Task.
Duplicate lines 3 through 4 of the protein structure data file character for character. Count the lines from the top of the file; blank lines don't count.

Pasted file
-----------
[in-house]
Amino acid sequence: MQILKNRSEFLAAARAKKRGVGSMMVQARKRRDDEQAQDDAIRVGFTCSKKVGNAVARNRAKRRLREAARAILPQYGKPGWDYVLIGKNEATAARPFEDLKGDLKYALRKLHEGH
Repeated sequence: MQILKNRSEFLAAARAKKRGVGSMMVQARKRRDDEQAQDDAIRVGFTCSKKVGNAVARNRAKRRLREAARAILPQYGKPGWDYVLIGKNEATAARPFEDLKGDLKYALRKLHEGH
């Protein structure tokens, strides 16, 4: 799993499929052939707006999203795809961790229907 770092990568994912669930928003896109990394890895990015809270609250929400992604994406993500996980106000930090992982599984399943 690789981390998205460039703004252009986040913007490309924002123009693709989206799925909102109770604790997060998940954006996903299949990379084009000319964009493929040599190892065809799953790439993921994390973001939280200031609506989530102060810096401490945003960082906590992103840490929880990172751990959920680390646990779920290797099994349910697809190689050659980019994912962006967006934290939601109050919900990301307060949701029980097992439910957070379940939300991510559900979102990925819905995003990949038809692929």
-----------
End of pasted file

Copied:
Repeated sequence: MQILKNRSEFLAAARAKKRGVGSMMVQARKRRDDEQAQDDAIRVGFTCSKKVGNAVARNRAKRRLREAARAILPQYGKPGWDYVLIGKNEATAARPFEDLKGDLKYALRKLHEGH
């Protein structure tokens, strides 16, 4: 799993499929052939707006999203795809961790229907 770092990568994912669930928003896109990394890895990015809270609250929400992604994406993500996980106000930090992982599984399943 690789981390998205460039703004252009986040913007490309924002123009693709989206799925909102109770604790997060998940954006996903299949990379084009000319964009493929040599190892065809799953790439993921994390973001939280200031609506989530102060810096401490945003960082906590992103840490929880990172751990959920680390646990779920290797099994349910697809190689050659980019994912962006967006934290939601109050919900990301307060949701029980097992439910957070379940939300991510559900979102990925819905995003990949038809692929």